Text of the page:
However, when asked, Woo said that it did not affect her social life. She said that if friends asked her to hang out, she would. In fact, she said that she actually gained some new online friends, and strengthened her existing ones through playing with them online. “From a personal standpoint, I didn’t let it affect my school life; [it was] just over the summer,” said Woo.

Ethics officer Daniel Loton did a study on video game addiction affecting social life, and came to the same conclusion as Woo did. He found that even excessively playing video games only very slightly affected social skills in young adults. But a study by psychologist Richard M. Ryan found that teens playing video games for more than 20 hours a week showed mood swings and poor relationships with others.

The differing results, along with few other studies into video game addiction, fail to paint a clear picture about how dangerous this addiction is. However, this has not stopped some countries from trying to treat video game addiction. Just last year, a clinic called ReSTART was opened in the United States specifically to help treat online addiction, joining pre-existing clinics in South Korea where video game addiction is a major concern.

The program starts with taking away all access to electronics. Then the teens go through a sort of boot camp, with a strong emphasis on physical exercise and teamwork. The hope is that the camp will build real world relationships for the teen, and weaken the desire to go online for social interaction. However, whether these camps actually cure the addiction has not been completely established yet.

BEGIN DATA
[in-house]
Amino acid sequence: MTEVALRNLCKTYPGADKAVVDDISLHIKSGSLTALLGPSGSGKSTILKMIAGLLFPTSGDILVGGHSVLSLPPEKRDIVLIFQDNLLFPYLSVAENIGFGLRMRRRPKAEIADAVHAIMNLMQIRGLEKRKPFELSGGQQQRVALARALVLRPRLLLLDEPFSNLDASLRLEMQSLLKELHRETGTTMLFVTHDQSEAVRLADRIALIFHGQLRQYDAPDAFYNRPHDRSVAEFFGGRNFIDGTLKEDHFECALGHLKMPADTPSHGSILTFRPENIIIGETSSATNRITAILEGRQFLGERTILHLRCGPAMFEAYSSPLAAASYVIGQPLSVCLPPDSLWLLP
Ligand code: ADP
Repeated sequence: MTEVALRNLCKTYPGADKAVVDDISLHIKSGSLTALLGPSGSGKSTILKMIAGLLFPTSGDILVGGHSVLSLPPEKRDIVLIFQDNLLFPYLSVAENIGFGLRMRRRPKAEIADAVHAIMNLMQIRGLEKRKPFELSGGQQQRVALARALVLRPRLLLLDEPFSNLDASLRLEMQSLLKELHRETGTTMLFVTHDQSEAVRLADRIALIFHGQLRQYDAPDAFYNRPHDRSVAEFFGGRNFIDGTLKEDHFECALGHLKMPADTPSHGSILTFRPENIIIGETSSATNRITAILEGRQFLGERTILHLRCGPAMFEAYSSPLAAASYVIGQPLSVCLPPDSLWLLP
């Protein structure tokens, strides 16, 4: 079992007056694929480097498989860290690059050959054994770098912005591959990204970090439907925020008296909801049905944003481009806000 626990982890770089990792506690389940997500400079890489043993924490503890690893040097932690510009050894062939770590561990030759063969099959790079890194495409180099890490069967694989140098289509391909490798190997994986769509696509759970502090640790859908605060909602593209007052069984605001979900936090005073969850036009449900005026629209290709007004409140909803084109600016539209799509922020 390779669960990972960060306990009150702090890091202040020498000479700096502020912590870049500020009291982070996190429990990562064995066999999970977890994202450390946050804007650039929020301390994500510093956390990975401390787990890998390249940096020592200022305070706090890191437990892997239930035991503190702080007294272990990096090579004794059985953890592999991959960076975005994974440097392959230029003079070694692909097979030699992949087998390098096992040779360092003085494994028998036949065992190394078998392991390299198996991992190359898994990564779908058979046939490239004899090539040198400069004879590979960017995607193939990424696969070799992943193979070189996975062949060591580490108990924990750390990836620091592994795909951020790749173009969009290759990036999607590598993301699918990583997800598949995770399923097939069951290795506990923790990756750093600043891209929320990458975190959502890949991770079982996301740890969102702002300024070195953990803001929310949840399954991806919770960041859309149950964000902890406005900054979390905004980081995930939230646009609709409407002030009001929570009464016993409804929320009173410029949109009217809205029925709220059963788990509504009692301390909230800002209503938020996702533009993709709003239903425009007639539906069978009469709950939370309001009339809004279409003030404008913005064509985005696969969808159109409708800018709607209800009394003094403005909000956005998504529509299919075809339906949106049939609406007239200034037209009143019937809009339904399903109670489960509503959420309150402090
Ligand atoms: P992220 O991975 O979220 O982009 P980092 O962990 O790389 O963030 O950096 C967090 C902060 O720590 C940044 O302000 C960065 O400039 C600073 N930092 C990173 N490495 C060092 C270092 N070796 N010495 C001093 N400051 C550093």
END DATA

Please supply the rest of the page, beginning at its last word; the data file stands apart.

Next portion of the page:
Even at RHS there are differing views on the effects of gaming. While Woo did not think gaming was a negative influence, junior Michael Chang did. “[Video game addiction] affected my social life quite a lot,” said Chang. At the height of his addiction, he would play two hours a day, causing strain between him and his family. “My sister would call me a nerd, [with] no life,” he said.

However, Chang, like Woo, was able to at least partially get over this addiction. Woo eased off playing once summer ended, and has turned her attention towards her academics. Now, she does not play at all. “When I did play during schoola�� it was balanced,” said Woo.

While video game addiction is most certainly real, that does not mean video games are naturally bad. “Playing video games is not a crime,” said counselor June Jetabut. Balanced video gaming even has many positive effects. It can increase hand-eye coordination, observation and pattern-identifying skills, among other things. Educational games are also increasingly used in elementary schools to teach kids in a fun way.

Both Woo and Chang reported that they gained friends through playing video games. “Playing with other people you get to know them morea�� and when you’re meeting with each other you have something to talk about,” said Woo. Video games can also be a good way to get to know more people by sharing a similar interest, such as playing Call of Duty.

The question of this whole piece is, is video game addiction a serious problem? The answer? It can be. For teens, video games can be simply distractions, though it may turn into a serious addiction, with serious consequences. Whether it will or not depends on the individual, not the game.

When it comes to any type of activity, balance is almost always the key. “If you are obsessively doing any one thing, that can [turn into a] danger,” said Jetabut. Now, if you’ll excuse me – I am just a few kills away from ranking 40 in Black Ops.

 

One Response to “Is Video Game Addiction a Serious Problem?”

  1. MedicalTerminology on September 8th, 2016 10:58 am

    Yes video game is serious addiction.